A review of MIKE's 3rd iteration of his annual music festival Young World

Written by: Dante Esser


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CO: MIKE's IG (@mikelikesrap)

Hip-hop was born in the park, and it’s being resuscitated there too. As I approached Herbert Von King Park, I saw a sea of people. Even more crowded than last year. This is the third edition of Young World, and it is in peak form. 

This year's lineup featured heavy hitters 454, Jay Critch, and Noname (Lord forgive me for missing AKAI SOLO's set). Plus, the man that put this whole thing together, MIKE. The day was full of surprise drop-ins as well. El Cousteau graced the stage for his face-melting track “Nitro,” and defiantly stomped around. I first heard the track when some friends of mine kept repeating the phrase, “Ralph Lauren button down, my mother thinks I’m cross dressing.” When I asked what that was, my compatriot replied “A hit.” 

Niontay unsurprisingly took the stage as well. The man has been MIKE’s lung on their most recent tour, so it was only right. He played his tropical bop “Aint Sh*t.” In the classic Hip-hop fashion, the entire line up bopped behind him onstage. The intro sample to the song serves as a kind of thesis for 10k. “They gone let us in the door or we’re gonna kick that b*tch in.” Everything the collective does is on their own terms, and that refusal to compromise is why they can get five thousand beautiful people to hang out in a park, despite the signs of an eminent thunderstorm.

The biggest surprise of the day was formerly-inside-now-outside Earl Sweatshirt blessing the crowd with his newest EvilGiane produced track “Making the Band.” I frantically looked up Gene Hackman, and lamented about how far we wandered from the stage to check out some vendors. 

I pulled some brews out of the inconspicuous bag we’d brought, and did some people watching. The crowd is interesting. Old heads, dusty Brooklyn hipsters in their big-pants-tiny-shirt combos, and more jorts than I could count, but the crowd was most definitely majority Black. Models, Skaters, I spotted Noname in the crowd not really being noticed, and later Redveil enjoying himself to MIKE’s set. A million daps are exchanged. Ig mutuals, old friends and associates, all brought together by the love of being outside. 

CO: Dante

Something I like about 10k’s batch of artists, and their overall network, is that everyone’s just a guy or gal. The facade of celebrity is totally shattered. Young World is today’s beautiful North Star in a culture that’s been completely Rolling Loudified. While the viral moments that major festivals like Rolling Loud create can be enjoyable, it’s undoubtedly pure commodification through and through. You can see it in the crowd, the cooperation with police, and the organizers. Young World isn’t a cash grab, but a mission statement. You see it with everyone on stage. 

454 brought a burst of energy to Herbert Von King Park. His anthems “Andretti” and “FaceTime” got the crowd in full karaoke mode. Someone tweeted it’s impossible for a song to be this good in response to "TALES FROM THE HOOD," and this statement is even truer live. You’d think 454's voice is drowned in effects, but after seeing him a few times, nah his drawl and high voice is just him. Alien tunes.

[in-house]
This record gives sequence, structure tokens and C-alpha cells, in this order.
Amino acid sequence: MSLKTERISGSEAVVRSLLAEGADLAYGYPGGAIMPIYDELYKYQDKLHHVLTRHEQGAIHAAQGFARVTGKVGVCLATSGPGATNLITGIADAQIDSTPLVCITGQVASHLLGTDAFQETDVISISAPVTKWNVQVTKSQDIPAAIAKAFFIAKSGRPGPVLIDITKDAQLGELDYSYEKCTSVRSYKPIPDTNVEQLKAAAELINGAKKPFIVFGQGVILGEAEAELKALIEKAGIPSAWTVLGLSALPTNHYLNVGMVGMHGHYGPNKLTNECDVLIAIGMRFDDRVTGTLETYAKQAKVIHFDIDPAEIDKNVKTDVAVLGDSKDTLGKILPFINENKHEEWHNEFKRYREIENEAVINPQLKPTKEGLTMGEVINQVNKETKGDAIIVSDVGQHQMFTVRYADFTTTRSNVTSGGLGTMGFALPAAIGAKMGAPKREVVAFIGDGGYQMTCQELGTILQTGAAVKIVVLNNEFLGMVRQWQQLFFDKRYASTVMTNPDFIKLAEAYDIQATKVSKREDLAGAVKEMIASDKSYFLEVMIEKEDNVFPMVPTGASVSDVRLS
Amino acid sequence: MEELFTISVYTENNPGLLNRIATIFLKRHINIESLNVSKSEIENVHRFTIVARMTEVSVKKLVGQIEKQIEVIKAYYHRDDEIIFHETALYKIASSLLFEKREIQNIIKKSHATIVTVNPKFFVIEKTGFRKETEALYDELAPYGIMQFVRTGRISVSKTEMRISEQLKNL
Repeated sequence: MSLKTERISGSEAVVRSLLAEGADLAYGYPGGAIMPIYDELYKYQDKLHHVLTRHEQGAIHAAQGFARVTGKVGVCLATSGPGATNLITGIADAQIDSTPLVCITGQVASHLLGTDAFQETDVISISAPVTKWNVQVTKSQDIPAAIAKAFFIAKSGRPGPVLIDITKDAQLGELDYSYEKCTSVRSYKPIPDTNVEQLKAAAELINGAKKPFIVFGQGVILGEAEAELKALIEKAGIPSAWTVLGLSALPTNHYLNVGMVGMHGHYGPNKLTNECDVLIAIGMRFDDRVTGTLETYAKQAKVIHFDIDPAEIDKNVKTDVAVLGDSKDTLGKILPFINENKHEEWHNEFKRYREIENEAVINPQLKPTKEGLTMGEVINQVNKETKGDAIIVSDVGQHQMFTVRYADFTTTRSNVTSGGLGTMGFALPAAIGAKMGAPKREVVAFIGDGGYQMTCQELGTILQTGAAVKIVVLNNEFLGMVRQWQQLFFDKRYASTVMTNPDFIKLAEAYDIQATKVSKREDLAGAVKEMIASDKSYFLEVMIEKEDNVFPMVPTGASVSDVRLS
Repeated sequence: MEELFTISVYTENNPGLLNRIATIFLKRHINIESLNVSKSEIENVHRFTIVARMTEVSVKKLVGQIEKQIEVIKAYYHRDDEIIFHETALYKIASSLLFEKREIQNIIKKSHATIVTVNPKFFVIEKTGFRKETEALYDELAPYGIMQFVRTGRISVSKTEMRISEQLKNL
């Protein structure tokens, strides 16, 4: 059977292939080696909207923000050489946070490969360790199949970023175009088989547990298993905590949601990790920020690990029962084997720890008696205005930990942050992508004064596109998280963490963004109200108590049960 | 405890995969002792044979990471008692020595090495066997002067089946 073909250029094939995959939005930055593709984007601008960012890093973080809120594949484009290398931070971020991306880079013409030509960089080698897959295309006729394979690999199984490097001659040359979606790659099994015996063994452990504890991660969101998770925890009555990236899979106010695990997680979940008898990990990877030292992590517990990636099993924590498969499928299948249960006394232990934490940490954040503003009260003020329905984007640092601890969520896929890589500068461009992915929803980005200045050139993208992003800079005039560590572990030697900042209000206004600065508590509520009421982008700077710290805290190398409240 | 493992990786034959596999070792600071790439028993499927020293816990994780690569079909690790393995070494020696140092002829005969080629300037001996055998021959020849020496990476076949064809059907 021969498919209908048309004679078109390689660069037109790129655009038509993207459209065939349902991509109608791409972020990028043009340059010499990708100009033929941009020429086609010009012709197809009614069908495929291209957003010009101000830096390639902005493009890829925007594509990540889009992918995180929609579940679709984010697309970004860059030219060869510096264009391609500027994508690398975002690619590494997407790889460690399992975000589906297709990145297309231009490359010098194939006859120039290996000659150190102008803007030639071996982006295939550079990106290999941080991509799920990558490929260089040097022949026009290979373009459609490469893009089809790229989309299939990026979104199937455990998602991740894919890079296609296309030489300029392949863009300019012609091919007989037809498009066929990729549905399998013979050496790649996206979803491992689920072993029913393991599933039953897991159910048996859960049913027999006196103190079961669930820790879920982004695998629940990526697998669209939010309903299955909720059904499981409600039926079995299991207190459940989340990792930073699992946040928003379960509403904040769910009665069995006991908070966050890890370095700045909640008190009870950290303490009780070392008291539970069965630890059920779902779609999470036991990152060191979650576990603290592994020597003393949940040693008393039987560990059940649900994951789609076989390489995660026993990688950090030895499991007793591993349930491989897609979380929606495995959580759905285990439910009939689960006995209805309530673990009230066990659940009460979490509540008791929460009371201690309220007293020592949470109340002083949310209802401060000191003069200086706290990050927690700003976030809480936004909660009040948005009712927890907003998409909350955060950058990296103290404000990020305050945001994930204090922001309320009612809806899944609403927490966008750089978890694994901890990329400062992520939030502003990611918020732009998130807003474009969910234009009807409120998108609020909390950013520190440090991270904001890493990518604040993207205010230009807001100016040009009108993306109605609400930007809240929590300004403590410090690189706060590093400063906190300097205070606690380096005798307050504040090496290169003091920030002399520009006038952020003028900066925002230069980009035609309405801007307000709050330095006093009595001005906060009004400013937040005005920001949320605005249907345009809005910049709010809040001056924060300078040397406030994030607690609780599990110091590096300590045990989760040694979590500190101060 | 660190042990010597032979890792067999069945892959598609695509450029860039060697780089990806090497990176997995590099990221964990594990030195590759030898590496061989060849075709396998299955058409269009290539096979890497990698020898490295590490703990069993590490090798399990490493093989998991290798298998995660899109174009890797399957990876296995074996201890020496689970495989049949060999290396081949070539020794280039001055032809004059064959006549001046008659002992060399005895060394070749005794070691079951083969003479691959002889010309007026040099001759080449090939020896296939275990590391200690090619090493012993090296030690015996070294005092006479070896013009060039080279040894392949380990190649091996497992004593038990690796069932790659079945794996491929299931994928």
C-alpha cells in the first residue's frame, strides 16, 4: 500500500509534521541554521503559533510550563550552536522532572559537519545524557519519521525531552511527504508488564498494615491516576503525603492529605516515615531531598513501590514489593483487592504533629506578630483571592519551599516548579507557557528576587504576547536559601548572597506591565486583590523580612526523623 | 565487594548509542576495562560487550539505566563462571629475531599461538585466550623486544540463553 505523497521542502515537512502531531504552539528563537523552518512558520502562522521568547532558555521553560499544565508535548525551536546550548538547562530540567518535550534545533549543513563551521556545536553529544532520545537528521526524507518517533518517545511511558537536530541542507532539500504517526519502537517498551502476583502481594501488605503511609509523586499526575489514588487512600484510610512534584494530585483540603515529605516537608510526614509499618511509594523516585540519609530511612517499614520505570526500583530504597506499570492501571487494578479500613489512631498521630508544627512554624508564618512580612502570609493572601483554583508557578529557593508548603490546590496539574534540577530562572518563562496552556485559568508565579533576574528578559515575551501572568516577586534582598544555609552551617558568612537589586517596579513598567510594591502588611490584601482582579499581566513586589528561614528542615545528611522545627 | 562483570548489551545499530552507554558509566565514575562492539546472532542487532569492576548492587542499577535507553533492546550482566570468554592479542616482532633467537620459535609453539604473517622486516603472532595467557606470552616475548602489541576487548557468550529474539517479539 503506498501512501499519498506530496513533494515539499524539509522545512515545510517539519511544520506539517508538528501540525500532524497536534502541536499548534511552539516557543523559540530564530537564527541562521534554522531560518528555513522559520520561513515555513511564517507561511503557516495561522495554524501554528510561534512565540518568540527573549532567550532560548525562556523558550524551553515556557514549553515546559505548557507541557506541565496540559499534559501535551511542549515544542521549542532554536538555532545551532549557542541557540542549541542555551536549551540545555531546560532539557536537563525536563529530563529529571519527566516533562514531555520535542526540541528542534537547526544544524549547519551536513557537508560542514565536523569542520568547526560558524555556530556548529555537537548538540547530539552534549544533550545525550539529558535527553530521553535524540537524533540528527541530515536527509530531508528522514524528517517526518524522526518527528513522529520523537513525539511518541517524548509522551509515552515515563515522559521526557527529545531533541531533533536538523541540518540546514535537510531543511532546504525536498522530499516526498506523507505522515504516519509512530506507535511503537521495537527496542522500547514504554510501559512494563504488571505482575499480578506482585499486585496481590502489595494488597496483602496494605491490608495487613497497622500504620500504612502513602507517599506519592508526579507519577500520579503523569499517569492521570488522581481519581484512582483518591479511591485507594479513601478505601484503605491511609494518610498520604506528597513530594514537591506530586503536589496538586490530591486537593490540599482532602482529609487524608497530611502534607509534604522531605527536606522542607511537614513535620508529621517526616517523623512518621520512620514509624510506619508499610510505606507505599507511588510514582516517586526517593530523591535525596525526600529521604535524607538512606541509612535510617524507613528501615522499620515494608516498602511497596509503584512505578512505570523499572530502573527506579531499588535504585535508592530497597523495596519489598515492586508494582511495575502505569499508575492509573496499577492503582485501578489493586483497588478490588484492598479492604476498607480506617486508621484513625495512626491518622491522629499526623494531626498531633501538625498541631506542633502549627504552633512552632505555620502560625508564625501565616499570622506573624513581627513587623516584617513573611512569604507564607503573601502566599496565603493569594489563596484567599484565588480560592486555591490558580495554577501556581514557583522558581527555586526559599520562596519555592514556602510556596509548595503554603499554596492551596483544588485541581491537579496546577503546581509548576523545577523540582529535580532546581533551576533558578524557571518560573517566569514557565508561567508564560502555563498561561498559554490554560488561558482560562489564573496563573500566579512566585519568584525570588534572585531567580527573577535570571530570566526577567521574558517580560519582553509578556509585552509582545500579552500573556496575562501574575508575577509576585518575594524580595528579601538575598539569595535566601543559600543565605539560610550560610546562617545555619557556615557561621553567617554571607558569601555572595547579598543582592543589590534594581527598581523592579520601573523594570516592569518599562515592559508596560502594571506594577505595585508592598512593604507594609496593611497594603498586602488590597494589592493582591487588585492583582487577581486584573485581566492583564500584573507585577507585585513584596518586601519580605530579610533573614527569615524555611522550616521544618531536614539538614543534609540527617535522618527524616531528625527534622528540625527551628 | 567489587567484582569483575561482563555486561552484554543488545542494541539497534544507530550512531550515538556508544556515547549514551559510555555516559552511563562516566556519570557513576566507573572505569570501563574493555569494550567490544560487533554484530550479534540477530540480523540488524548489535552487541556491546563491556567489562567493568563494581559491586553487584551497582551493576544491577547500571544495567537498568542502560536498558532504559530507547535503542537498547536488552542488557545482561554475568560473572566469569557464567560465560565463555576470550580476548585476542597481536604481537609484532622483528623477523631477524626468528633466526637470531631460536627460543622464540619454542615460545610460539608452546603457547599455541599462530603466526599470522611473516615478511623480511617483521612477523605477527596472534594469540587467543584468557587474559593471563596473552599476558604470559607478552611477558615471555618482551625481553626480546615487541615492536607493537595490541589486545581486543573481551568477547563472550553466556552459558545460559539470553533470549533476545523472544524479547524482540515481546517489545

Onto the man of the hour, MIKE. Throughout his whole set, the man looks like the ancestors are speaking through him. Controlling the crowd easily with call and response, and demolishing “Ipari Park.” Something I’ve always liked about MIKE’s artistry is how he sounds so calm on tracks themselves, but always projects himself in an other-worldly way in live settings. He thanks the crowd a million times. 

MIKE was cut off by the rain. The park rep comes out talking about lightning, saying they need to take a 10 minute break. Everyone waits with bated breath, and some start to leave, but thankfully it’s just a little drizzle and the show goes on.

One could definitely say Jay Critch was the most out of place act on this bill, but the cool thing about the scene that 10k has cultivated is most folks are entirely open-minded. I used to love “Thousand Ways” like everyone else. Rich the Kid will pay for his crimes against humanity. Also, it was worth it just to cultivate this image. 

CO: Jay Critch's Twitter (@jaycritch)

Mavi followed. Samples that sound like hugs and emotional rawness filled the air. I cannot believe Let The Sun Talk is a high-school-career old. Godd*mn covid did a number on my brain, but I digress.

After Georgia Anne Muldrow serenaded the audience with what seemed to be Aretha Franklin gospel-tinted free styles, Noname was up. Countless people I’d talked to in the field had discussed their emancipation. They talked about the rarity of her live performances and excitement for a new project. She started out with “Song 33.” A scathing and beautiful track where Noname took J. Cole to task and meditated on the state of the world in 2020. I complain to one of my friends about the state of capitalism right now and some folks walking by yell “Yes, it’s all capitalism!”

As she works through her set, the crowd settles into the palm of Noname's hand. Reciting hits off Telefone, to her more recent number series. I’m compelled by the sudden urge to read Frantz Fanon

Then she dropped a freestyle, taking aim at everybody from Jay Z to Kendrick. “They’re going to get me out of here for that one."

 Noname is the perfect type of artist to cap an event like this off. Unapologetically black, thought-provoking, and graceful.

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